Designing for tight spaces

Carlo Pellegrino

August 1, 2015

Designing a tightly packed, complex turret system is one thing. Designing so it can be built and then maintained without causing hiccups is another. Carlo Pellegrino of Italy’s RINA Services explains.

FSRU Toscana. Photos from RINA.

More and more offshore oil and gas solutions tend to be free-swinging floating units as asset owners seek flexibility and solutions to exploit remote and deepwater offshore fields.

These vessels must be moored so they can rotate around a turret system into which all the risers and umbilicals connect.

Turret technology is well-understood and operators have considerable in-service experience of them. However, as units operate in deeper waters, there is a greater requirement for larger numbers of heavier risers and umbilicals to pass through the turret — an already restricted space.

While space congestion can be resolved at a pure design level, with 3D modeling capable of optimizing spaces and preventing physical clashes, such solutions might not take into account how easy and practical it is to build, install and test the turret. A good design, which will work well in service, could be slow, costly and difficult to fabricate, install and test.

Italian classification society RINA​ is advocating including “constructability” as a design criteria. Constructability is the ease and efficiency of fabricating, installing and testing the main process piping lines, subject to the design and integrity requirements of the installation.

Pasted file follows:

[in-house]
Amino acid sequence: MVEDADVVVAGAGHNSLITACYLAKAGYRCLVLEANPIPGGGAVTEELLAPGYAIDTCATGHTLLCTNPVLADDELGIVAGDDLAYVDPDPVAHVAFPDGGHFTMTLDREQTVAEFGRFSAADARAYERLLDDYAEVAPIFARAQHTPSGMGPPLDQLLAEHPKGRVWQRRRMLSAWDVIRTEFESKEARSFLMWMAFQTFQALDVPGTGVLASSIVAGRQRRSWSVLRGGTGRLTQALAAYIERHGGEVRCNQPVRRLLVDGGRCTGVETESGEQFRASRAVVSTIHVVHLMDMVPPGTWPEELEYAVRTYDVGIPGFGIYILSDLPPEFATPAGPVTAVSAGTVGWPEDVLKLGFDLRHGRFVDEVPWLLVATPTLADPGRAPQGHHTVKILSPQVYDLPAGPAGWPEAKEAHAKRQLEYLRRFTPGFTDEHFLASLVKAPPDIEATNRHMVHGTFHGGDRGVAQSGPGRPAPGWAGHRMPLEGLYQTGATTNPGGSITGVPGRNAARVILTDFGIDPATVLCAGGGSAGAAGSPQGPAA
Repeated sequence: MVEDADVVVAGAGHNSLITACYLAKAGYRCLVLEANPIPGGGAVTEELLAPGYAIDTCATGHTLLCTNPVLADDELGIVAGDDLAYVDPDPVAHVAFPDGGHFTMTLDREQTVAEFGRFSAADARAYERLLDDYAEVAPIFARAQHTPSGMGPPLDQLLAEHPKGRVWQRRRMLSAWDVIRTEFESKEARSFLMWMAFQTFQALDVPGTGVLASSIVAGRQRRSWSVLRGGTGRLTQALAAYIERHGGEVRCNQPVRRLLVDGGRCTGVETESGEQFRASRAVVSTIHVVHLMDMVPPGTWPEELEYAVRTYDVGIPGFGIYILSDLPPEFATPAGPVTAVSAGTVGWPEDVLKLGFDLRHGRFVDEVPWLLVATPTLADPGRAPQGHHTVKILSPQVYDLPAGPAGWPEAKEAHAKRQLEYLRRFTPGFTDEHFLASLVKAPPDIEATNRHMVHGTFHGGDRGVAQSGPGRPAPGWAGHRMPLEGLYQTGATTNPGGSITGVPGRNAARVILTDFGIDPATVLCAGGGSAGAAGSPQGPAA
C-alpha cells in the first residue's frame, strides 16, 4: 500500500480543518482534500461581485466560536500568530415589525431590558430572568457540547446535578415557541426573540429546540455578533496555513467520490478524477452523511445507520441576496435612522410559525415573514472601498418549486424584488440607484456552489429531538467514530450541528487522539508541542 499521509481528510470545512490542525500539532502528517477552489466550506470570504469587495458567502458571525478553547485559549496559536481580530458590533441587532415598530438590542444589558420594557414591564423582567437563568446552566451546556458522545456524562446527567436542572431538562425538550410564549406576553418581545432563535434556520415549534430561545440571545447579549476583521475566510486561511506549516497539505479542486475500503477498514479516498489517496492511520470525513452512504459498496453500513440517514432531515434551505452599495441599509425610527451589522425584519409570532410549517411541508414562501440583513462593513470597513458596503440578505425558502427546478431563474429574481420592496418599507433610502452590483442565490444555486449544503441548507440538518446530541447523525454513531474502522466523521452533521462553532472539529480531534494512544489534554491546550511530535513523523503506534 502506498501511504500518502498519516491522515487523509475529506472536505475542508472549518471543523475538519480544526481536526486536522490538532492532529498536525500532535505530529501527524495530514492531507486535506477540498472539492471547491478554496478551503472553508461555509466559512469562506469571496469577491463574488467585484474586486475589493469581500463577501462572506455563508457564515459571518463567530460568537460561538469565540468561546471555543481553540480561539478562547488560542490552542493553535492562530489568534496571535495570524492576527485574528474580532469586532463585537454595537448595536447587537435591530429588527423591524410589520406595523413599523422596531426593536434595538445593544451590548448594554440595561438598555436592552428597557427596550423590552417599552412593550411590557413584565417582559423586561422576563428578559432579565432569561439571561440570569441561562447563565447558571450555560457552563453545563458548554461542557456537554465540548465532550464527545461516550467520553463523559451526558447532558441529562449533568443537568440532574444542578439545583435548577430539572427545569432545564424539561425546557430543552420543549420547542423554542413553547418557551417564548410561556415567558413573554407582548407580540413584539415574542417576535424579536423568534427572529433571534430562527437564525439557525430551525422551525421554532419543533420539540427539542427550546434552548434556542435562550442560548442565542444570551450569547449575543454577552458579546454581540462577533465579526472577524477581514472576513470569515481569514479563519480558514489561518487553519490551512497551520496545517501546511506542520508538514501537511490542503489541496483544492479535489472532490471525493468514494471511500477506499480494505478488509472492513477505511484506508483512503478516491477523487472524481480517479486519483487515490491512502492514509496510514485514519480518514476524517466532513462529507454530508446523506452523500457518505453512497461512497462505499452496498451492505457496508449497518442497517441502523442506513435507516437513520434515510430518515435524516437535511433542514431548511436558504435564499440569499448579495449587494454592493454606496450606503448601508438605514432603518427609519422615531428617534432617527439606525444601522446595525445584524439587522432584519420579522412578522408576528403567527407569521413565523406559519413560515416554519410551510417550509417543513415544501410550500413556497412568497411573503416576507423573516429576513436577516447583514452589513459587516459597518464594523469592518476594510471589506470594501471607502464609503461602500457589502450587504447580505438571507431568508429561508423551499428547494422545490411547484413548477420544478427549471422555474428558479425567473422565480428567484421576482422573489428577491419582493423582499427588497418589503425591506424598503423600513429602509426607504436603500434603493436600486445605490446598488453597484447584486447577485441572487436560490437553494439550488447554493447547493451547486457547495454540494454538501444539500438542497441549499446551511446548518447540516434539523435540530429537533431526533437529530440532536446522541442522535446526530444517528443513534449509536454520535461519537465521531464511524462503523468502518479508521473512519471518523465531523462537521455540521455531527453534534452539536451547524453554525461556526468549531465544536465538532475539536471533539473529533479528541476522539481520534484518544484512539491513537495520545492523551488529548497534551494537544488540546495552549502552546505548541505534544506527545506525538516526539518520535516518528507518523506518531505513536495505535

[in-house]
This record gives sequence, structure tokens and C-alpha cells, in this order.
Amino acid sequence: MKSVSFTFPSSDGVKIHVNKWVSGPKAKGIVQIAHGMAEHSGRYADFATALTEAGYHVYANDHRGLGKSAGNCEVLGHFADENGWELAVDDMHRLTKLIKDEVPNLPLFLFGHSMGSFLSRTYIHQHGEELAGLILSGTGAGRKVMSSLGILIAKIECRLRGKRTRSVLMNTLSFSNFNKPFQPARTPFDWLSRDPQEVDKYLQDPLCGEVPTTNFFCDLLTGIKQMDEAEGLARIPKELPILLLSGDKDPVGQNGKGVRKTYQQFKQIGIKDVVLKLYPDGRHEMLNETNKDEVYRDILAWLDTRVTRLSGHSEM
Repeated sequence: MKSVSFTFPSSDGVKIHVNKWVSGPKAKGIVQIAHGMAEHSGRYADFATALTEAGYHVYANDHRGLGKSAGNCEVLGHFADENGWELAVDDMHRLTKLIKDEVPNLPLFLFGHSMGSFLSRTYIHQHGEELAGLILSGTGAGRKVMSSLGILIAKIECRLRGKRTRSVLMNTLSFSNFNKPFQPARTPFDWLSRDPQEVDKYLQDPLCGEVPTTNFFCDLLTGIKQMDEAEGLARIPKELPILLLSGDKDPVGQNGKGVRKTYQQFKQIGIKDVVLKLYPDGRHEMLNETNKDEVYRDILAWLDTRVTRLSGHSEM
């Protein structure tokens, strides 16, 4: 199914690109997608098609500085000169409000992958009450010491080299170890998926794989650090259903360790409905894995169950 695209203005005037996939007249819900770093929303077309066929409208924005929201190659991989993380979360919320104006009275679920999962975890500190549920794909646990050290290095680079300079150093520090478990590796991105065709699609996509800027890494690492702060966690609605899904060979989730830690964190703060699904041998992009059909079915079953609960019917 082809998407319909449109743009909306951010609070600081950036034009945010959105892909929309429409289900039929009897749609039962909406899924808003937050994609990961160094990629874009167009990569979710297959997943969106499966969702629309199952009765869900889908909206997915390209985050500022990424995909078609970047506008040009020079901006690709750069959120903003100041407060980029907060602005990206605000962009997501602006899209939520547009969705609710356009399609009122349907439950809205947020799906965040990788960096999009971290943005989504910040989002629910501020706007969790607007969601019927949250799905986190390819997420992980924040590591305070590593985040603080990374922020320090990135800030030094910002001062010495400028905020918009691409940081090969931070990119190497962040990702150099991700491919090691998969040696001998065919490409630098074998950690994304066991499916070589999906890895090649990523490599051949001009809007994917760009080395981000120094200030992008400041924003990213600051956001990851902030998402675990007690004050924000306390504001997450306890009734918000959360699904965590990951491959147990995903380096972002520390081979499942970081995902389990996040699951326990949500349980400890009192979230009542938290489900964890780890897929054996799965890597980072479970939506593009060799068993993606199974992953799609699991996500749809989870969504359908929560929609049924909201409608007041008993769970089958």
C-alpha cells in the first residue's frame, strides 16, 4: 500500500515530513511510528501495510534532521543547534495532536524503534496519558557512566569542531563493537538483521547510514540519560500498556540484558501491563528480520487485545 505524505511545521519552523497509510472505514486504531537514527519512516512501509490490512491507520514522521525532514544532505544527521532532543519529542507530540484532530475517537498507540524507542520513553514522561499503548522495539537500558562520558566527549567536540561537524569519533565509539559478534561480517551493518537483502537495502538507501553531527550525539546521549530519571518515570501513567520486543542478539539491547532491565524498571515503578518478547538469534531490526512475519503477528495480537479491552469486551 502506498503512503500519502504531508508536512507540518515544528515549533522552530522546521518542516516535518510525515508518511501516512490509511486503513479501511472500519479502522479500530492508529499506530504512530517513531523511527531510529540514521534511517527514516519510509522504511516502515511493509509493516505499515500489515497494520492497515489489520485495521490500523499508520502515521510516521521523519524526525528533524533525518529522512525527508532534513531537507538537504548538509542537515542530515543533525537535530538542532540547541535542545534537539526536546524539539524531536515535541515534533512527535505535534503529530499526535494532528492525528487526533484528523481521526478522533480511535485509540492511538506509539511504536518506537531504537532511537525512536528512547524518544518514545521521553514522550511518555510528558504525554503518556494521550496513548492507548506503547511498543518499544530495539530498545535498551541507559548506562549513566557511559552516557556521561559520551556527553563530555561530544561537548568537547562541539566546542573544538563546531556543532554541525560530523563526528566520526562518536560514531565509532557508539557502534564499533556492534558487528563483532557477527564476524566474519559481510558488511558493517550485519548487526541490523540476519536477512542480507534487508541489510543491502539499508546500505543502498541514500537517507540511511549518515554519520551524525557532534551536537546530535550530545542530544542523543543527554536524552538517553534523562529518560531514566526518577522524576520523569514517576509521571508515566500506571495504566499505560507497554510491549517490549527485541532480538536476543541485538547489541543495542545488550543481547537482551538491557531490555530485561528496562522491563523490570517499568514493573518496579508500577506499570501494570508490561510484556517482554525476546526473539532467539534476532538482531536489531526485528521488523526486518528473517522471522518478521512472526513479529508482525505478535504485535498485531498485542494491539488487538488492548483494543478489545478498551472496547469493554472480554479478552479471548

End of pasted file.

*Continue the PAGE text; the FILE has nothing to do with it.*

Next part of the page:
The philosophy behind constructability is to ensure that each system, pipeline and component can be installed and tested in a scheduled sequence without interfering with other systems, pipelines and components.

FSRU Toscana. 

Getting constructability wrong can have dramatic consequences for schedules, costs, quality of installations, the ability to remediate defects or construction errors, safety and possibly cause the need to dismantle mechanically completed systems to allow completion, testing or repair of other systems.

For example, in some industry situations, the flange sealing face of large components such as valves were damaged during installation due to poor access or inadequate lifting facilities. As a consequence, the following helium leak test failed and the only solution was to rework the flange face by machining. That meant that, in the restricted space, the installation of the milling machine necessitated a large section of the adjoining piping and related instrumentation to be dismantled. The high-pressure leak test failure introduced an unwanted safety issue, delay to the schedule, and an overall lower quality outcome because brand new items had to be repaired before startup.

Striking a balance

There is a balance to be struck between simplicity of design, efficiency of operation, and ease of building and installation.

This can be achieved by running a constructability study in parallel with the design activities, so that constructability is considered at each phase of detailed design. This process will cover turret fabrication, commissioning and testing, and lead to better overall time keeping, lower costs and higher quality products for the project with a better construction safety record.